Are You a Mosquito Magnet?

News & Tips: Are You a Mosquito Magnet?

You know how it goes. You're outside with friends and family and you're getting eaten up by mosquitoes, while some of your friends never get one bite. Ever wondered why? A blog by Lisa Collier Cool for Yahoo! Health looks into the phenomenon.

Partial to Blood Type O

The average mosquito takes in about 5-millionths of a liter of blood during feeding. Photo by Wikipedia

Cool explains that a Japanese study showed that those with type O blood were nearly twice as likley to have a mosquito land on them. "Most people secrete substances that allow mosquitoes to identify blood type before they bite," Cool wrote.


1 arrow point  Extra Tip: How to Protect Yourself from West Nile Virus

1 arrow point Extra Tip: About Zika Virus Disease

1 arrow point Extra Tip: Areas with Zika Virus

Beer Drinkers

Cool sites a study published in the Journal of the American Mosquito Control Association that beer drinkers will see more interest from mosquitoes. Researchers reported that, "Mosquito landing on volunteers significantly increased after beer ingestion compared with before ingestion."

The trick will be to not spill your beer when you swat them away.

It's a Full Moon

The American Mosquito Control Association reports that mosquitoes are 500 times more active when the moon is full, Cool wrote. Dusk and dawn are the highest risk times for bites, with the females of the salt marsh species traveling up to 40 miles in pursuit of their meal.

Little known fact: Male mosquitoes don't bite. (Enter wise-crack here...)

1 arrow point  DID YOU KNOW? 
  There are about 2,700 species of mosquito worldwide and 176 of them are in North America. 1 mosquito g


Don't Go Barefoot

In perhaps the grossest (especially if you have "thing" about feet) revelation in Cool's blog, the "pungent aroma of dirty feet is apparently irresistible to mosquitoes." Apparently scientist Bart Knols discovered this when he sat in a lab in his undies to find out which parts of the body mosquitoes are most likely to target. About 75 percent of mosquitoes zeroed in on his feet; however, once he washed them with deodorant soap, the little blood suckers bit randomly. Not surprisingly, Knols' team found that stinky cheese, such as Limburger, also draws mosquitoes because of the same odoriferous compound responsible for foot odor.

Another reason to have a "thing" about feet.

What to Expect When You're Expecting

Expect to get bit more often. That's what Cool found out according to a study conducted in Gambia. Compared to women who aren't pregnant, moms-to-be are twice as likely to get bite by mosquitoes. The hypothesis comes from the fact that "women in the later stages of pregnancy exhale 21 percent more volume, mosquitos were drawn in by the moisture and carbon dioxide in their breath," Cool wrote. "They also found that pregnant women's abdomens are nearly 1 degree warmer, which may cause more volatile substances — released in sweat and attractive to mosquitoes — to be present on their skin." And if you're not expecting, studies have shown that "women are more attractive to mosquitoes during certain phases of the ovulation cycle.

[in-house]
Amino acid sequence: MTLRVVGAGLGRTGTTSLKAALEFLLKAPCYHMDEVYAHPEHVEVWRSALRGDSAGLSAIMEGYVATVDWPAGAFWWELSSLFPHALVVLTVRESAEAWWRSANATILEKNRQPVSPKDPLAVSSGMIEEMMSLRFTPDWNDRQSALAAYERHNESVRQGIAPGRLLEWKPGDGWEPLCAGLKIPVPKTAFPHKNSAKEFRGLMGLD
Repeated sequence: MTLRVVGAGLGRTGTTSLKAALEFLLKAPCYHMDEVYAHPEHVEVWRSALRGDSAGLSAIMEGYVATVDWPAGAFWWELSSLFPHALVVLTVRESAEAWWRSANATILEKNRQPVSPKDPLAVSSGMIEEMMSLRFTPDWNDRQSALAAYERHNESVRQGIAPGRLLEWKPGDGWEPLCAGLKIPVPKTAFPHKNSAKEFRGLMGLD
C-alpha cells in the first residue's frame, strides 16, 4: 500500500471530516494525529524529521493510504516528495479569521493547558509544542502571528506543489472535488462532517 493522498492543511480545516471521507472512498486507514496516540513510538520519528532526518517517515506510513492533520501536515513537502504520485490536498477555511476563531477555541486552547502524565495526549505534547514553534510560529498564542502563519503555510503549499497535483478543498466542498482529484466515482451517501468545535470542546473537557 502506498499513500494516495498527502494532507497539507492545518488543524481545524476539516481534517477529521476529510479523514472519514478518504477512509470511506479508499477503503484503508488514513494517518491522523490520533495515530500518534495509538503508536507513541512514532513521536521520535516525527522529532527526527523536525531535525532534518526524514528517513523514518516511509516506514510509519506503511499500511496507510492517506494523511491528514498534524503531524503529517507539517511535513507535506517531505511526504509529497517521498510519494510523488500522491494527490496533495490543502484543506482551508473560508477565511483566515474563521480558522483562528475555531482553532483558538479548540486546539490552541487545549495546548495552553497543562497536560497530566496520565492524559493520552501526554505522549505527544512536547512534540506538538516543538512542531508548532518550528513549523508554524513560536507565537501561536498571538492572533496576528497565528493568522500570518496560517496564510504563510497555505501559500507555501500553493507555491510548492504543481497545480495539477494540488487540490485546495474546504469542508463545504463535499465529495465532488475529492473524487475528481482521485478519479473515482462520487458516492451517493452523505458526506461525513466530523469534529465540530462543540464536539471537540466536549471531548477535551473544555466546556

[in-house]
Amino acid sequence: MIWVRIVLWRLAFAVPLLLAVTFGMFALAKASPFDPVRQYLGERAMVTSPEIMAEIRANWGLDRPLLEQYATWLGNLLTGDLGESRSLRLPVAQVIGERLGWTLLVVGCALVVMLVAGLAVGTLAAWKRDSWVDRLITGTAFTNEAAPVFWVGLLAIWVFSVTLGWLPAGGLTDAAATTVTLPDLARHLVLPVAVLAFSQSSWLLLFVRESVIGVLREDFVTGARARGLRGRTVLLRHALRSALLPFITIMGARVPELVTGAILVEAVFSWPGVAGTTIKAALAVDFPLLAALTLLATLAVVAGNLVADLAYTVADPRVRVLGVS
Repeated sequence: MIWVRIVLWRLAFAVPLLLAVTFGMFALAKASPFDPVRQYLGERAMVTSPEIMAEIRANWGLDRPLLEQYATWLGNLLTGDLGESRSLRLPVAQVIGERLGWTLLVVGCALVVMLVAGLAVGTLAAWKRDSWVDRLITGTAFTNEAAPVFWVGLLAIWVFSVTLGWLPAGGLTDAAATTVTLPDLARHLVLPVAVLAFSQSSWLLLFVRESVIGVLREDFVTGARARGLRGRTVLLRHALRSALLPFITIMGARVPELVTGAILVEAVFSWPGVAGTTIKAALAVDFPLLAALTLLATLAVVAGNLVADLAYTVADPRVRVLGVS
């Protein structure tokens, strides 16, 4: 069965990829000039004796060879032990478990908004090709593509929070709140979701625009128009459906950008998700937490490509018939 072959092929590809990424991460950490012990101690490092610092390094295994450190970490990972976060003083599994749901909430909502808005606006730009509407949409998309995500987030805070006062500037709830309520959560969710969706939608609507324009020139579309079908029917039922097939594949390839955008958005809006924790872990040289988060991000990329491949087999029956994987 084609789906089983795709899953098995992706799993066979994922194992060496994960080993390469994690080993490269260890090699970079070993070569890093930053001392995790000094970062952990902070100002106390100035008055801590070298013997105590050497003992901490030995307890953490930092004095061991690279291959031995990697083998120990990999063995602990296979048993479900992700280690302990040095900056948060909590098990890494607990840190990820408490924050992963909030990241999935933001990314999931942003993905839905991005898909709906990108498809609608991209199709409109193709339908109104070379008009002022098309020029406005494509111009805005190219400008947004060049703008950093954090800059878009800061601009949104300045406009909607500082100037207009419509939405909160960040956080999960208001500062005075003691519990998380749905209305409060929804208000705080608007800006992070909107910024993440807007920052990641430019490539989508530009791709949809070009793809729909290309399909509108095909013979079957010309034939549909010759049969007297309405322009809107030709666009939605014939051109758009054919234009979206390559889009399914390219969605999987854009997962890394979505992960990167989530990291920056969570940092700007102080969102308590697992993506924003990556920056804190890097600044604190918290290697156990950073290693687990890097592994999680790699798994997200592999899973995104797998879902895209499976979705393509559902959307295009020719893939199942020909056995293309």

There are no significant studies that say if women or men get bit the most.

Save the Sweat, Don't Run

Sweat only makes it worse, Cool wrote. "Both the carbon dioxide we exhale and substances in sweat, such as lactic acid, help mosquitoes home in on their prey." Based on that, if you're exercising outside or it's just plain hot, you're more likely to get bit than if you're body is at rest and not sweating as much. The AMCA says physical activity increases bite risks by as much as 50 percent.

This is not an excuse for refraining from physical activities!

Don't Hide Behind Dark Clothes

Cool said researchers found that black clothing is the most atttractive to mosquitoes. The study showed that beyond black, red is very attractive, while grey and blue are netural to mosquitoes and khaki, green, light khaki and yellow are the least attractive.

Khaki and green make a great camo too...

How to Protect Yourself From West Nile Virus

One thing that doesn't change immediately with the seasons: the threat of mosquito-borne diseases. Mosquitoes are still a threat in the early part of fall as well as spring and summer. Preventing bites is key to protection from West Nile virus and many other vector-borne deseases vector mosquitoes carry. Here are a few tips to help prevent mosquito bites.

  • Get rid of any standing water that might collect around your home. For example: Old tires if outside can hold water inside the rim.
  • Avoid being outside during the peak times for mosquitoes which is dusk and dawn.
  • Apply insect repellent. The CDC recommends products that contain ingredients: DEET (20%), Picardin or oil of lemon eucalyptus.
  • Outdoor mosquito repellant lanterns help create a bug-free comfort zone.
  • Repel mosquitoes with personal repellent units such as the ThermaCELL® Mosquito Repellent system


Other Facts From the American Mosquito Control Association

  • Mosquitoes are known from as far back as the Triassic Period – 400 million years ago. They are known from North America from the Cretaceous – 100 million years ago.
  • The average mosquito weighs about 2.5 milligrams.
  • The average mosquito takes in about 5-millionths of a liter of blood during feeding.
  • Mosquitoes find hosts by sight (they observe movement); by detecting infra-red radiation emitted by warm bodies; and by chemical signals (mosquitoes are attracted to carbon dioxide and lactic acid, among other chemicals) at distances of 25 to 35 meters.
  • Mosquitoes fly an estimated 1 to 1.5 miles per hour.
  • Bigger people are often more attractive to mosquitoes because they are larger targets and they produce more mosquito attractants, namely CO2 and lactic acid. (Active or fidgety people also produce more CO2 and lactic acid.)